English Cucumber | Thin-Skinned and Practically Seedless

You might not know it, but there are dozens and dozens of different cucumber varieties, ranging from the remarkably solid Persian cucumber, all the way to the Armenian cucumber (which is confusingly a melon in disguise). But what makes the English cucumber the crowd favorite is that it has been specially engineered to be the most palatable cucumber we can make.

If you haven’t tried many different cucumbers, it might surprise you to learn that most natural growing varieties possess a tough and durable outer layer of skin that can make it hard to enjoy without some means of softening it, such as a gentle level of heat. In contrast, the English cucumber has been specifically bred to have a very thin outer layer, as well as to almost eliminate the seedy interior of other cucumber varieties.

What Are English Cucumbers?

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Officially a type of burpless/seedless cucumber, the English cucumber is the product of decades of breeding efforts to produce a more appetizing cucumber variant that is easier to eat and even tastes sweeter than other cucumbers. They are grown in hothouses, which essentially function as a large greenhouse, allowing for the growth of plants, fruit, and vegetables that would otherwise need much hotter conditions than those outside of the facility.

A photograph of a sliced english cucumber

One of the main benefits of using an English cucumber in cooking comes down to their thinner skin. The fact that the skin does not need to be peeled before use opens up a large variety of options for texture, appearance, and even taste. Speaking of taste, this variant of cucumber is sweeter than naturally found varieties and can lead to excellent pickling results, with the finished pickle tasting very much like a cornichon, only much bigger.

This edible skin is also perfect for sushi dishes, as the whole, peeled skin of a cucumber is a common garnish or wrapper for many fish-based dishes.

How Do You Store English Cucumbers?

English cucumber storage illustration

Due to their thinner skin, English cucumbers can be a little fickle when it comes to keeping them fresh and healthy for your next sandwich, but there are a few ways to make sure you get the most life you can out of them. First of all, if you have just bought one and don’t plan on using it straight away, then do not remove the plastic wrapper, as this will keep it far fresher than any DIY method.

If you have already broken the seal, or it arrived broken, then wrapping it tightly in plastic wrap is the best way to stop air exposure and slow down the deterioration. Do not pre-slice your cucumber ahead of time if you are planning on storing it for longer than 12 hours, as slicing the cucumber spoils it far more rapidly.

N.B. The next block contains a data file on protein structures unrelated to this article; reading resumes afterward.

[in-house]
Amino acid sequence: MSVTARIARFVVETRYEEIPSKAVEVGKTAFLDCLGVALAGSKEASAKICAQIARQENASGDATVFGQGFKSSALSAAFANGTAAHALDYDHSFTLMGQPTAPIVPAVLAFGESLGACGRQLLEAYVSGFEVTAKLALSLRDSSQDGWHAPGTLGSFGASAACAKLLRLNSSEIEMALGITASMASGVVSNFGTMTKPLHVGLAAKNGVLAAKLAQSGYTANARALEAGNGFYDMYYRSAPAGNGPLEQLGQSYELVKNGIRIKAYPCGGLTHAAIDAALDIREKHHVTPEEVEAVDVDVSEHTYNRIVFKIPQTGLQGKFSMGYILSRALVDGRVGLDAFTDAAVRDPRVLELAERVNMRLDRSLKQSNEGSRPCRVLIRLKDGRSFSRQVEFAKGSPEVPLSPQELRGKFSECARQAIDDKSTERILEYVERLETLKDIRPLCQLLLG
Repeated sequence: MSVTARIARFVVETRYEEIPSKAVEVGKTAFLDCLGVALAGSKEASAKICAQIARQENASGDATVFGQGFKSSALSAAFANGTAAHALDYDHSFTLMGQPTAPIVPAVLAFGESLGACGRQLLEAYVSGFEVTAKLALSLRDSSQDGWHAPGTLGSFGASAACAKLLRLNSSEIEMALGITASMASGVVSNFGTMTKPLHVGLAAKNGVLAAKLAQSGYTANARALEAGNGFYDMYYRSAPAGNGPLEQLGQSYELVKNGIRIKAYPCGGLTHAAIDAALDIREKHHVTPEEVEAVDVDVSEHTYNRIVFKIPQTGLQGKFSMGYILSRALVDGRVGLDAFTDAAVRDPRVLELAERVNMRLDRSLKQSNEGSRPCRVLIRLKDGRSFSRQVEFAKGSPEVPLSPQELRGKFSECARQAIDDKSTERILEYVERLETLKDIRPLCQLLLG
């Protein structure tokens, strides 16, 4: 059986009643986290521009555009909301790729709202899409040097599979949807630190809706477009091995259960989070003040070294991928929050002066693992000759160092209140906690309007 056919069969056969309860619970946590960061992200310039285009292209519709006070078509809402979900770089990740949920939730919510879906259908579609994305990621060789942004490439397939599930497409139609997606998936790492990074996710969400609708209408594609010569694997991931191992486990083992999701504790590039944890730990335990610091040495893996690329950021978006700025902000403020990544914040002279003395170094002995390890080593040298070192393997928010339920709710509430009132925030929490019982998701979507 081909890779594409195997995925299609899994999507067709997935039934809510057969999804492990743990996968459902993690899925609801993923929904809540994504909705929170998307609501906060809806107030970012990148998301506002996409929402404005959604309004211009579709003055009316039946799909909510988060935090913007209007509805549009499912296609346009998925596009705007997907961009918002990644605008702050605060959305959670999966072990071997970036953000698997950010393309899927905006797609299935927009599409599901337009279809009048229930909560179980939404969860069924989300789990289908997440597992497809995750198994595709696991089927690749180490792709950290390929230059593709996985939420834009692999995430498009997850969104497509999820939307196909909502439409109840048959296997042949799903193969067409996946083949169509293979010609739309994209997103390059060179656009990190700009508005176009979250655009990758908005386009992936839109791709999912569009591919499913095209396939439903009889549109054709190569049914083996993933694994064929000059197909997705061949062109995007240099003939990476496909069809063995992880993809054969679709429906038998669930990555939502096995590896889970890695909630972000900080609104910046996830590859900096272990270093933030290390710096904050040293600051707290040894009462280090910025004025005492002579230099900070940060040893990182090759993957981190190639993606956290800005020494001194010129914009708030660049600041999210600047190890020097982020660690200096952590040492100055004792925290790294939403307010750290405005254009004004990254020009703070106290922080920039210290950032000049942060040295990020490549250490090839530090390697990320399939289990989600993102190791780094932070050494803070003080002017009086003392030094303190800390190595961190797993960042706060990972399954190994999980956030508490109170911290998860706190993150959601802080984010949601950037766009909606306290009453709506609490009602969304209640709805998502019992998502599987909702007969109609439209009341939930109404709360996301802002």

When it comes to freezing cucumber, you shouldn’t – unless you have a good reason or use case that requires it. Since an English cucumber is primarily water, the freezing process will cause an excessive amount of expansion when the liquid freezes and can ruin the texture of the cucumber once defrosted. One way to mitigate this level of damage is to slice, and then rapidly (and I really mean, rapidly!) freeze the slices on a flat tray to try and emulate flash-freezing techniques.

There will still be some degradation in the texture, but compared to freezing a whole cucumber it will be negligible.

FAQs english cucumber graphic


How can I tell the difference between an English cucumber and other types?

Depending on where you are in the world, this can be a little tricky. However, one of the best ways to spot an English cucumber in the grocery aisle is to look for the telltale plastic wrapping. This plastic wrapping is added to prevent the cucumber from being easily penetrated, which would rapidly start the deterioration process.

Failing this, trying to feel the thickness and toughness of the skin is your best bet at finding a close relative to the English cucumber. Try to find one that feels like it has very thin, delicate skin.

Can I grow my own English cucumbers?

Unfortunately, unless you are an avid green thumb with a greenhouse and heating equipment, it is very unlikely that you can grow English cucumbers at home. They require special conditions to grow, and since they are specially bred for sale, you would struggle to obtain any seeds to start the process

How To Pick The Best Cucumber

The telltale signs of a bad cucumber are mushy tips, which happen when the cucumber starts to spoil. At home, you can cut off the softer, less desirable piece and use it before it continues to worsen, but in a store, once the damage is done, you don’t have long before it will be time to throw it out.

This mushy texture can appear anywhere along the length of the cucumber too, so you should also check the entire length of each to make sure that you’re getting the best quality you can.

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